During these dog days of summer, local fishing action can be tough. Especially on local streams and rivers.
Willie Marx, from Willie’s Bait & Tackle in Cementon, says the Lehigh River is high, ripping and chocolate colored from the rains we’ve had, so forget fishing it. But he hears lakes like Mauch Chunk are yielding largemouth bass while Leaser Lake is producing good numbers of largemouths and muskies, both of which must be immediately released.
At Chris’ Bait & Tackle in Mertztown, Chris said Blue Marsh Lake in Berks County has been producing good numbers of large and smallmouth bass on Senko worms and jigs.
At Ontelaunee Reservoir in upper Berks County, anglers are taking largemouths by working frog lures over the many Lilly pads there.
He’s been selling a lot of trout for Leaser Lake anglers who are targeting the huge (catch-release) muskies there. Largemouth bass too are hitting well but both must be immediately released unharmed.
Otherwise, most of the angling action is at New Jersey shore points.
First up is Capt. Howard Bogan of the Jamaica, who reports his trips are hauling in bluefish up to 12 pounds as well as some sea bass and a few sizable fluke. He has offshore tuna trips planned and recommends checking his website for dates and times.
On the Water Magazine has received decent fluke, bluefish and albacore reports. For example, Bob Matthews, at Fisherman’s Den in Belmar, NJ, says it was an excellent week for jumbo fluke with the biggest weighed so far was a 13-pounder caught aboard the Big Mohawk. The Ocean Explorer got a 12 pounder with Capt. Cal II bringing in blues up to 12 pounds. The Shark River is loaded with snappers while false albacore are plentiful in the Shark River Inlet jetties. Most are being caught on Epoxy jigs.
Giglio’s Bait & Tackle in Sea Bright reports albies appeared off Monmouth Beach on Tuesday and were in Sea Bright on Wednesday. They also report good crabbing action.
Rich Hebert, at Tackle World in Rochelle Park, said giant bluefin were being taken off Rockaway and added that the fluke bite was good on the reefs and wrecks.
Capt. Phil Sciortino, at the Tackle Box in Hazlet, reports a 130-pound bluefin was caught in the Sandy Hook Channel last week. Blues have been appearing all over the place and fluking has been good at Scotland Grounds and the Rattlesnake with porgies hitting at Breezy Point.
John Vafiadis, at the Reel Seat in Brielle, said his customers are catching everything from false albacore, Spanish mackerel and bonito along the beaches and outside the Manasquan Inlet. He added that fluking has been good on all the local reefs with giant bluefin being found not far from shore. There are also a number of southern kingfish while the canyons are giving up bigeye tuna, swordfish and wahoo. “It’s been crazy,” he concluded.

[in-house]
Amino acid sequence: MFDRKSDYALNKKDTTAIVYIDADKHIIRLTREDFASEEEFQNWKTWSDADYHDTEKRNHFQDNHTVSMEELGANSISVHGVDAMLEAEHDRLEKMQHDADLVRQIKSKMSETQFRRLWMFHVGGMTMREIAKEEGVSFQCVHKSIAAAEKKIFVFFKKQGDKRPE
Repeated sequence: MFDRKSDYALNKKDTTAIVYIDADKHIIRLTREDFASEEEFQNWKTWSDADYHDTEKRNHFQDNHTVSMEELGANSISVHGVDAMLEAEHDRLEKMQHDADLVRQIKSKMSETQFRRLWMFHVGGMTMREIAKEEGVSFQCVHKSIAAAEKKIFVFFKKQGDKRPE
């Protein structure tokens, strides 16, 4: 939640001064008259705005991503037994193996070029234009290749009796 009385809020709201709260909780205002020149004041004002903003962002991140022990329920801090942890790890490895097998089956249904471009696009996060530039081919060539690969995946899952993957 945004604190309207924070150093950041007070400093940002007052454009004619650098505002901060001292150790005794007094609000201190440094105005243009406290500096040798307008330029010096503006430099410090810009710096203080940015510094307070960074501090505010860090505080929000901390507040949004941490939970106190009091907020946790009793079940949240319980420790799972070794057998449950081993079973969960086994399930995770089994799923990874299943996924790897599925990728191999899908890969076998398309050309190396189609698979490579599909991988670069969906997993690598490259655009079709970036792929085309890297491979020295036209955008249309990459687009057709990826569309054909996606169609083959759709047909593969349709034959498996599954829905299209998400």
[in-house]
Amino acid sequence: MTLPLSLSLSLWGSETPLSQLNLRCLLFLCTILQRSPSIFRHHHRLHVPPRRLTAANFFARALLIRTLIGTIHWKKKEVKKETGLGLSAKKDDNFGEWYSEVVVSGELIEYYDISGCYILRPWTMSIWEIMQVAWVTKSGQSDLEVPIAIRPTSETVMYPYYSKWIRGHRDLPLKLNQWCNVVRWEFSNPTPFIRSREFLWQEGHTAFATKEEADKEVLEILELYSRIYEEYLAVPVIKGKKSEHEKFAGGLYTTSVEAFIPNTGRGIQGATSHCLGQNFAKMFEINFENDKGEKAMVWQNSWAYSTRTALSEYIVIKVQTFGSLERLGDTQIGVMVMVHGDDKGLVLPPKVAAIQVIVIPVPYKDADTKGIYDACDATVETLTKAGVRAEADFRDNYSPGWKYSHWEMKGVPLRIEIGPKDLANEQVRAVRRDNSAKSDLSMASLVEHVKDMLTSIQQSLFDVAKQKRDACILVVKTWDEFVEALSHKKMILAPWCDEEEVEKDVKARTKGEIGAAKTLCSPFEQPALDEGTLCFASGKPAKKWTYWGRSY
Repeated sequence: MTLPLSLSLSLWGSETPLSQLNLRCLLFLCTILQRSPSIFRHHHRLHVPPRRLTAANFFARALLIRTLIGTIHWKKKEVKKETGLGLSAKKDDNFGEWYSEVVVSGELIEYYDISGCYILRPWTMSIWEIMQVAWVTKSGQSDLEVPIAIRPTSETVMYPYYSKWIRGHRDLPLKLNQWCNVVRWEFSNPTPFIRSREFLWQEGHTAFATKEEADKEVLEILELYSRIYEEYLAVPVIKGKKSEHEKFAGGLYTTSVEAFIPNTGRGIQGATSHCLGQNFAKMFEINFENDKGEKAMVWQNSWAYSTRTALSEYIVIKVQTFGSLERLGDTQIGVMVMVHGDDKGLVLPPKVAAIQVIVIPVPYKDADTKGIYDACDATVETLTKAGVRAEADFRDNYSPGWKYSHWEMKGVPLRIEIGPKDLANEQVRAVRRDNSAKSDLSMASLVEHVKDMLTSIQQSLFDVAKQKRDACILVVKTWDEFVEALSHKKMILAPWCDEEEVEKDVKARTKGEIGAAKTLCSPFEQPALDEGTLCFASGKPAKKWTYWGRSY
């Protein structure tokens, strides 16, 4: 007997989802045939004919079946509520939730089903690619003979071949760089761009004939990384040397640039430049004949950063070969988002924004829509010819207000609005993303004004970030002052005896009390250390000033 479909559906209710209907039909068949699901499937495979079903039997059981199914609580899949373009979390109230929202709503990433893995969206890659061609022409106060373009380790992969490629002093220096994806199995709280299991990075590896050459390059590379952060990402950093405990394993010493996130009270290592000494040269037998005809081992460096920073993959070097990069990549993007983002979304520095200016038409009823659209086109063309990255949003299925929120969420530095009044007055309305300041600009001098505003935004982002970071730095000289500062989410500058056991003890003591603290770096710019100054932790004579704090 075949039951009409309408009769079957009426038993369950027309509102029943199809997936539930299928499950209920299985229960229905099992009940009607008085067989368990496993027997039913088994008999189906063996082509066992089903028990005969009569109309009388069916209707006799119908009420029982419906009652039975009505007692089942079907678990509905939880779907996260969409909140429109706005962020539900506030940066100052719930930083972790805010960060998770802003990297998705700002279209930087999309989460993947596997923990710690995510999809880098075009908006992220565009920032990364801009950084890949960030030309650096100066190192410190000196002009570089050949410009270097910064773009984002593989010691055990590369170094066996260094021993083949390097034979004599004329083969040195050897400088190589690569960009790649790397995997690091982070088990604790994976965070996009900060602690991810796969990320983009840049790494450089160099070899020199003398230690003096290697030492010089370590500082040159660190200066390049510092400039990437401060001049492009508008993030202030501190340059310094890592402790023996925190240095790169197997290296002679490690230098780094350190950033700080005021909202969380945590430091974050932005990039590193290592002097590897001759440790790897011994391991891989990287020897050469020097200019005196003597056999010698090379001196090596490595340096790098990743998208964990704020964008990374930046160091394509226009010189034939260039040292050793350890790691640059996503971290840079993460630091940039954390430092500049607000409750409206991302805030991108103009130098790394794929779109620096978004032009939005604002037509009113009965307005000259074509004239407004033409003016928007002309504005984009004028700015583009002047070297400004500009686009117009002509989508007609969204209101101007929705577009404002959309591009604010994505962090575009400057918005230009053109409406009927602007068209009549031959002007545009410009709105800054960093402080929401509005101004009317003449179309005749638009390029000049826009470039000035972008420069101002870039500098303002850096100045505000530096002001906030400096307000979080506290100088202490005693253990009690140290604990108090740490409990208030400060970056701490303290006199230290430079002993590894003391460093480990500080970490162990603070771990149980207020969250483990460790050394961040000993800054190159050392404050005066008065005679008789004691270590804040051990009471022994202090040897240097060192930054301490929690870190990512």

If you’re heading to the beaches, On the Water says the schools don’t stay in one place for long. But chasing them can be frustrating. So, it may be better to stay put and let them come to you.
The first part of the small game hunting season, when dove and resident goose population season, kicks off Sept. 1.
Dove are the most populated small game bird in the state. And are challenging to hunt for two reasons. First, they’re fast flyers as they can dip, dart and reach speeds up to 70 mph with a tail wind. Perhaps faster when peppered by a load of #7 shot.
It’s been said dove are more challenging targets than a round of skeet or trap. Unlike claybirds, whose flight paths are generally known, doves offer every wing shot possible. You’ll have incomers, outgoers, quartering right, quartering left, crossing in front, crossing behind and overhead shots. And once the smoothbore barks, expect the whistling wings to turn on the afterburners and high-tail it out of the area.
The second hardest part of dove hunting is finding a spot to hunt them. As dove are small-grain lovers, look for a harvested grain field for starters. If there is water nearby, so much the better.
Cornfields are good attractors, especially if some ragweed or foxtail grows throughout. However, farmers don’t appreciate hunters traipsing throughout their standing corn, which is predominant right now. Instead, hunt the perimeters and pass up birds flying into the corn as opposed to coming out of it. Aside from that, downed birds are very difficult to located in the standing corn unless you have a good hunting dog to send in.